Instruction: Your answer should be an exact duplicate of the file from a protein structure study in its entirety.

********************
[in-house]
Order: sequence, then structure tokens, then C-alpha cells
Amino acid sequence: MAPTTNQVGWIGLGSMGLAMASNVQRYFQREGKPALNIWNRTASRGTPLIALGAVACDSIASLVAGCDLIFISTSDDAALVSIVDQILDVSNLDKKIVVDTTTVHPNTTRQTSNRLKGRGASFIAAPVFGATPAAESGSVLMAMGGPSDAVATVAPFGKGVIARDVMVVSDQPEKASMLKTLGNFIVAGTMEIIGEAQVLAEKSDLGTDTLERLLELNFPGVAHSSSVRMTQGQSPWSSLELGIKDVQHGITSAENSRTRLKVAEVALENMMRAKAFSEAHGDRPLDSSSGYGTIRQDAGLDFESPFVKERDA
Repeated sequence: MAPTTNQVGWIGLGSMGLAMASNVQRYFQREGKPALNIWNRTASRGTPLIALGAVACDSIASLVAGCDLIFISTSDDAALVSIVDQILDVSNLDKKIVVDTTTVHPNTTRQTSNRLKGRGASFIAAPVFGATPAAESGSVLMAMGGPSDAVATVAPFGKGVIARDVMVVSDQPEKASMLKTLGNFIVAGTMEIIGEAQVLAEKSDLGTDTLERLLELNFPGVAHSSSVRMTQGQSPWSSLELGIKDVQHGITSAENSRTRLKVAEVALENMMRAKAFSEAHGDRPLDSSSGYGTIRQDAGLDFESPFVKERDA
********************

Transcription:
[in-house]
Order: sequence, then structure tokens, then C-alpha cells
Amino acid sequence: MAPTTNQVGWIGLGSMGLAMASNVQRYFQREGKPALNIWNRTASRGTPLIALGAVACDSIASLVAGCDLIFISTSDDAALVSIVDQILDVSNLDKKIVVDTTTVHPNTTRQTSNRLKGRGASFIAAPVFGATPAAESGSVLMAMGGPSDAVATVAPFGKGVIARDVMVVSDQPEKASMLKTLGNFIVAGTMEIIGEAQVLAEKSDLGTDTLERLLELNFPGVAHSSSVRMTQGQSPWSSLELGIKDVQHGITSAENSRTRLKVAEVALENMMRAKAFSEAHGDRPLDSSSGYGTIRQDAGLDFESPFVKERDA
Repeated sequence: MAPTTNQVGWIGLGSMGLAMASNVQRYFQREGKPALNIWNRTASRGTPLIALGAVACDSIASLVAGCDLIFISTSDDAALVSIVDQILDVSNLDKKIVVDTTTVHPNTTRQTSNRLKGRGASFIAAPVFGATPAAESGSVLMAMGGPSDAVATVAPFGKGVIARDVMVVSDQPEKASMLKTLGNFIVAGTMEIIGEAQVLAEKSDLGTDTLERLLELNFPGVAHSSSVRMTQGQSPWSSLELGIKDVQHGITSAENSRTRLKVAEVALENMMRAKAFSEAHGDRPLDSSSGYGTIRQDAGLDFESPFVKERDA